It’s that time of year again – back to school for the kids and back to structure and routine for the parents. The fall brings not only a temperature change, but also a change in foods available. This fall, for all the parents out there, let’s consider what we are feeding our kids while they are at school. There are hundreds of options out there. Let’s think about how we can get healthy, nutritious food into our children’s bodies, through the delicate game of give and take, while planting seeds for lifelong patterns of healthy eating.

In most schools, kids are required to pack a snack and either pack or buy a lunch everyday. The giant food companies like Kraft, Frito-Lay, are aware that America is becoming more health conscious and have started making their foods in 100 calorie packs in an attempt to appeal to parents and give the sense that their snack are “healthier” than before. All you have to do is throw it in their backpacks! There are also those little gems like “Lunchables,” that have made it easy for parents to give to their kids for lunch. My goal is to show parents that there are other choices out there, even though they aren’t as convenient, that your kids will learn to appreciate.

Before I get into the choices, it is important to bring up the subject of bought school lunches. This is a huge topic, one very near and dear to my heart. There is a big movement going on in this country to get healthier choices to kids in the cafeterias throughout the United States. Generally speaking, there are healthy options for the kids, but your challenge as a parent will be getting your kids to make these choices while they are at school – without you encouraging them. If you are a parent who has your kids eat from the cafeteria, I urge you to be an active participant as to the choices they are making. Ask them questions about their choices, without being pushy (a delicate balance). If possible, early in the school year, try and take a quick trip to the cafeteria when you drop them off to school and have a conversation with the lunch staff. If you have ever done this, they really do enjoy talking about what is going on with the food, where it comes from, and how the kids make their choices.

Moving forward to the lunch makers, I have one food rule that I encourage all of you to impress upon your children. At every meal or snack, there must be at least one “live” or “growing” food. This teaches the kids the value of fruits and vegetables, and for you, you’ll know the kids are getting important nutrients in their bodies. A favorite snack of mine is popcorn (air or stove popped, not microwave) and an apple. Popcorn is a whole food, and an apple is a perfect mid-morning snack to compliment it. They will get plenty of fiber, filling them up allowing them to focus and concentrate until lunchtime. On the other hand, if they were to eat one of those 100 calorie packs of whatever, it may only have 100 calories (who cares?) but is filled with 15 plus ingredients that will not only leave them unsatisfied, but may also send them into sugar shock. Of course this leads to a hard time focusing and concentrating on their schoolwork.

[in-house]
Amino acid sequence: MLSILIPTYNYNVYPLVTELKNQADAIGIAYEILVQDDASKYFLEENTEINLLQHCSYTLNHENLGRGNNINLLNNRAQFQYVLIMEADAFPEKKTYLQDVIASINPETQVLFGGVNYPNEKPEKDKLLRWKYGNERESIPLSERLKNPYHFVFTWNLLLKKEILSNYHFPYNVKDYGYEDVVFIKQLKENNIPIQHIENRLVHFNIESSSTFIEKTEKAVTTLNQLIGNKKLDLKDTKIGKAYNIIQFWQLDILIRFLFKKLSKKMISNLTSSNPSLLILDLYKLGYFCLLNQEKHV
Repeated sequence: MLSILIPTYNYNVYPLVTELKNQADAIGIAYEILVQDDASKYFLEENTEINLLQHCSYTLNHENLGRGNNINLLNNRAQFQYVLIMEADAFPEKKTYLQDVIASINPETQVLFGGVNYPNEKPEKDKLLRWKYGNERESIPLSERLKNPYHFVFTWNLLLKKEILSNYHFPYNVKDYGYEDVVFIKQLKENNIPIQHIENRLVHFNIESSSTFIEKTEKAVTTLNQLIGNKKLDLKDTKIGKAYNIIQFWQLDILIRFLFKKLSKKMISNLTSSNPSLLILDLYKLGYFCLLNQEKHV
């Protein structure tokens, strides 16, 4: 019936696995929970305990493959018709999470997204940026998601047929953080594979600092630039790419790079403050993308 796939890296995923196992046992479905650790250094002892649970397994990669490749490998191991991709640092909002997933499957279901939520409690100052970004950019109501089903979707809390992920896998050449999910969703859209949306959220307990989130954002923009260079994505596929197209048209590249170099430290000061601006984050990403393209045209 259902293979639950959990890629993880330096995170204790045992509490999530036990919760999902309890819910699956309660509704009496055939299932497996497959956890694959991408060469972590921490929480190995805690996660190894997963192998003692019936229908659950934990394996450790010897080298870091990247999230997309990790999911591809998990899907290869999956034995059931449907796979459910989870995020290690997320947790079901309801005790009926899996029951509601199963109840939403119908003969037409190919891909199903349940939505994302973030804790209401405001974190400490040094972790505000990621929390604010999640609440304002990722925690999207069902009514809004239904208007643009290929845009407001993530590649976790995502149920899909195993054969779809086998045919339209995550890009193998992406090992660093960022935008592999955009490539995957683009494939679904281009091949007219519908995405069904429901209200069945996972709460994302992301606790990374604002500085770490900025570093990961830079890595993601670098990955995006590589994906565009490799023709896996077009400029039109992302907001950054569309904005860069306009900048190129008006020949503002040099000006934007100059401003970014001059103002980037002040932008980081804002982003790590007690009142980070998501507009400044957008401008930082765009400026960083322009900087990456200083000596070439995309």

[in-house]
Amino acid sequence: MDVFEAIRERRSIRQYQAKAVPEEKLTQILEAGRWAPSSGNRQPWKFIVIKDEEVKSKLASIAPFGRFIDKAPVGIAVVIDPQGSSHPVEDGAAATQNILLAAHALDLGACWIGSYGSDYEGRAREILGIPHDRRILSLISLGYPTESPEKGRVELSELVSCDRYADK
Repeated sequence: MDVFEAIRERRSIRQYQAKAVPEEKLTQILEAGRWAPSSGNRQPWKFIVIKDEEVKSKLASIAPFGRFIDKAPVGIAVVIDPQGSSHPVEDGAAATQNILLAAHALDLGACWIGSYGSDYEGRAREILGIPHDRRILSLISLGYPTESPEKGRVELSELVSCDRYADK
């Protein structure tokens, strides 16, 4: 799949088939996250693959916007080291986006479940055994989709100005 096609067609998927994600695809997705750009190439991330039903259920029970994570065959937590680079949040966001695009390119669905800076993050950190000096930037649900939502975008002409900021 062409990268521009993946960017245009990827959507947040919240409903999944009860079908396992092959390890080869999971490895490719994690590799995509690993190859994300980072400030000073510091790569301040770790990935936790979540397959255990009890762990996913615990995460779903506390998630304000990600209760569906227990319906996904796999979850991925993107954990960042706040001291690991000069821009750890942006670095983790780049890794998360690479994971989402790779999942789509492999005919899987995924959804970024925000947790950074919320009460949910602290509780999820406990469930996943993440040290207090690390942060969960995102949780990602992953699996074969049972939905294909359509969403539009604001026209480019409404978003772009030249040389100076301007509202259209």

As for lunch, try as hard as you can, to not pack the same thing every, single day. Parents can get in the habit of this, and it is not in the best interest of cultivating a healthy eater. I do believe in giving your kids foods they will be successful with. So if it starts the first few weeks that all they will have is a turkey sandwich, so be it. Just rotate the live or growing food you match with it (if you have kids that like fruits and vegetables). I always give in a bit with potato chips at lunch, but I almost never pack them dessert. There is really NO need for them to be having something sugary after they eat. Believe me, by eliminating this habit; your teachers will thank you, and your kids will become calmer more efficient students.

If you have a child who will not eat vegetables, no matter what, stick with fruit at school, and work on getting vegetables in their bodies at dinner. Start slowly, experiment, be patient, and before you know it, there should be at least one veggie he/she likes! Remember that concept that it takes 15-20 tries before a child learns to like a new food.

Moving forward, a few “out of the box” lunchbox ideas for the kids are:

-Burrito (whole wheat tortilla, black beans, salsa, grated cheese), cucumbers, tortilla chips

-Turkey sandwich on whole wheat, carrots or bell peppers, popcorn

-Almond and apple butter sandwich on whole wheat, green beans, potato chips

-Whole wheat pita filled with hummus, celery and veggie chips.

I know some of these may be a bit of a stretch for your kids, so start slowly. Enforcing healthy eating habits takes a long time, so stay committed, be patient, and feel confident that you are creating life long health habits.

I wish you all a successful transition into the school year. If you have questions about this blog, please contact me at susan@susanaltman.com. Also, please visit my website: susanaltman.com. Lastly, if you are on Facebook, “like” my Susan Altman Health Coach page. Every weekday I send out a “tip of the day.”

Thanks for reading!

To you health,

Susan Altman


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